Katie Uhlaender competes in Women's Skeleton during the IBSF World Championships 2021 on February 11, 2021 in Altenberg, Germany.

Skeleton returned to the Olympic program in 2002, 54 years after its last appearance and 74 after its first. The only reason skeleton made its first two appearances was that both those of those Winter Games were held in St. Moritz, Switzerland, where the thrilling face-first sliding sport was invented back in the 1890s. Skeleton developed there initially as a sport called cresta, from which St. Moritz’s famous natural ice track known as the Cresta Run took its name.

Following those 1948 Winter Games in St. Moritz, skeleton dropped off the program, seemingly for good. But the sport experienced a resurgence in popularity around the world in the late 20th century. Skeleton joined the international governing body for bobsled in 1999 and was formally added back onto the Olympic program, where it has remained ever since.

Team USA won the first gold medal in the sport back in 1928 and won two others across those early Games. Americans then burst out of the gate in the sport’s return in Salt Lake City, winning three of the six medals and both golds. Team USA has only visited the podium in one Games since, winning two medals in 2014, but remains second with eight total medals behind Great Britain’s nine. The two countries are tied for the lead with three gold medals each.

Skeleton medals are awarded for both men’s and women’s singles. The 2022 Games will see the most women ever competing as 12 men’s spots were moved to the women’s side to make an equal 25 athletes in each event. Athletes get four runs over two days to record the lowest total time.

The sliding sports — including skeleton as well as bobsled and luge — will be contested at the Yanqing National Sliding Centre, notable for being the first track in the world to include a 360-degree turn. The track is part of the Yanqing cluster of venues located in the mountains 45 miles northwest of Beijing.

Updated on January 28, 2022. For more information, contact the sport press officer here.

All three of Great Britain’s gold medals in skeleton have come on the women’s side, and they’ve all come in the last three Olympic Winter Games. One thing is for sure, there will be a new champion. Two-time defending gold medalist Lizzy Yarnold has retired since PyeongChang.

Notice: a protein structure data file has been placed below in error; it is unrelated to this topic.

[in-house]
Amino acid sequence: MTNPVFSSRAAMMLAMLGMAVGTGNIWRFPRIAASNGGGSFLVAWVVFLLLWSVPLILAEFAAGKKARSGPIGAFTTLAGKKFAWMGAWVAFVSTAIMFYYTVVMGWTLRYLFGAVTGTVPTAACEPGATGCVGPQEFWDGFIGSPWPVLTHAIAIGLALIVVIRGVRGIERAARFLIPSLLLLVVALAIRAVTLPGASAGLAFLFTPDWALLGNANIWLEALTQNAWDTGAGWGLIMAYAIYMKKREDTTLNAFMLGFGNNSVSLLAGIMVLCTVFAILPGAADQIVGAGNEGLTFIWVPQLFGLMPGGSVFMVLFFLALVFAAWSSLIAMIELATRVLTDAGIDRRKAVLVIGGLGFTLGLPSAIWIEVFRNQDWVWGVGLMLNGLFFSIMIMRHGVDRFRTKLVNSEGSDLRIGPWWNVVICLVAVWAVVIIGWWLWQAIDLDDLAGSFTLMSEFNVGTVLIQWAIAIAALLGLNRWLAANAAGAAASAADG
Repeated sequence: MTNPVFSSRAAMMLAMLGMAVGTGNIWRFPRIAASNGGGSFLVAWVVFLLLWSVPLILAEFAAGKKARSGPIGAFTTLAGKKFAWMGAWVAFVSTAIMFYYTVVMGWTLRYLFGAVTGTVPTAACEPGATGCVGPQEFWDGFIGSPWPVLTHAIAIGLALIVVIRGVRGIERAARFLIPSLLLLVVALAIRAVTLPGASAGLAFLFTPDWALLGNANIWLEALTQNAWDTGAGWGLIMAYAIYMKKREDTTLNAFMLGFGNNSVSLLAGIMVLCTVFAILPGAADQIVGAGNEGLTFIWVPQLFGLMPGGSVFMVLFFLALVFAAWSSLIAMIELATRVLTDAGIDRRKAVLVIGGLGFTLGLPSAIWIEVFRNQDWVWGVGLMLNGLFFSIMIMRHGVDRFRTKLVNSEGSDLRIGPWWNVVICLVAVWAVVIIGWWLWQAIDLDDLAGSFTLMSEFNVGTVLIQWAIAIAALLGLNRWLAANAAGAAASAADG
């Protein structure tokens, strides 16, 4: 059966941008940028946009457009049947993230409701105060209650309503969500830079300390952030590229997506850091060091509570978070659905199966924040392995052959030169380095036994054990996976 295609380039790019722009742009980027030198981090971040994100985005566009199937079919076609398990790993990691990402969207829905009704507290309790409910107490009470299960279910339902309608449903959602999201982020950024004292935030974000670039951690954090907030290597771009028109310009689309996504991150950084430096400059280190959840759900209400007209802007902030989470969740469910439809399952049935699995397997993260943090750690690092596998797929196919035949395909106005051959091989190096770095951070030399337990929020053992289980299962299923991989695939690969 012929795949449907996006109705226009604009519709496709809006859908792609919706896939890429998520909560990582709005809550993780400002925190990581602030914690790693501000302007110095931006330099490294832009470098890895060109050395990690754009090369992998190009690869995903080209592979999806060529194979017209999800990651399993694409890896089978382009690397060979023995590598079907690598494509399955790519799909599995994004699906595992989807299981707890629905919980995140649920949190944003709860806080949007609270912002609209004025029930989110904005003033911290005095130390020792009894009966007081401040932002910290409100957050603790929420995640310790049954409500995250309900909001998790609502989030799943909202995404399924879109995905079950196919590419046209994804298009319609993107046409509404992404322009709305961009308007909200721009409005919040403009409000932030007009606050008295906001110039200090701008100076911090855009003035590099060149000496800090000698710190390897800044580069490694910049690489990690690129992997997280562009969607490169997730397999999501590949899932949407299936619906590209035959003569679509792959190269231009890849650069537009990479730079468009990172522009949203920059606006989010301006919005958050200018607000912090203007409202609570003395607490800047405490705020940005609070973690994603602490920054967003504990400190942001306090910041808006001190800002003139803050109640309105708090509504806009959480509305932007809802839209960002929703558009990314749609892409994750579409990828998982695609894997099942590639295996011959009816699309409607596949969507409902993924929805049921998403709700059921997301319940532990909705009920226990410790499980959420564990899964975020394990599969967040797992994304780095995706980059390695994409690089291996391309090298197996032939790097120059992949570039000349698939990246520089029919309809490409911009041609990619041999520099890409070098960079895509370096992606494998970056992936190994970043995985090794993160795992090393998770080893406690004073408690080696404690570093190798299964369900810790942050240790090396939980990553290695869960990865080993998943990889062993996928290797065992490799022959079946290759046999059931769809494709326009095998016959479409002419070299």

There’s a different sort of winning streak on the men’s side. The last three gold medalists have all come from the host country. China might have some work to do to keep that up. It has only ever entered one skeleton athlete in its history, but having experience on the Olympic track could prove to be a big advantage.

And speaking of the Olympic track, Yanqing National Sliding Centre boasts something never seen before in the world, a 360-degree turn. The track has 16 turns in all and is just over one mile in length.

Andrew Blaser (Meridian, Idaho): The 32-year-old was originally a track athlete, competing in the heptathlon and decathlon in high school and at the University of Idaho. When a pro track career did not appear in the cards, Blaser joked that he would try bobsled, a sport that is brimming with former track athletes. It turned out bobsled wasn’t a fit, but coaches he contacted encouraged him to try skeleton. Within a few years he was competing on the North American Cup circuit, and in 2019 he made his world cup debut.

Kelly Curtis (Princeton, New Jersey): It was a photo finish for Curtis to make the Olympic team as she passed U.S. teammate Megan Henry in the overall rankings at a world cup in St. Moritz, Switzerland, on Jan. 14 to snag Team USA’s second women’s spot at the Games. The 32-year-old is in her first season on the world cup circuit and is a member of the World Class Athlete Program as part of the U.S. Air Force. 

Katie Uhlaender (Breckenridge, Colorado): Uhlaender is one of the most experienced skeleton athletes in the U.S., a veteran of four Olympic Games and owner of six world championship medals, including two gold. Uhlaender has also competed in weightlifting, including at the 2012 U.S. Olympic Team Trials, and in track cycling. The 37-year-old is a lover of speed in any form, which is what led her to try skeleton.

Read more about the U.S. Olympic skeleton team in this teamusa.org article. 

Feb. 10 – Men’s heats 1 and 2
Feb. 11 – Women’s heats 1 and 2, men’s heats 3 and 4
Feb. 12 – Women’s heats 3 and 4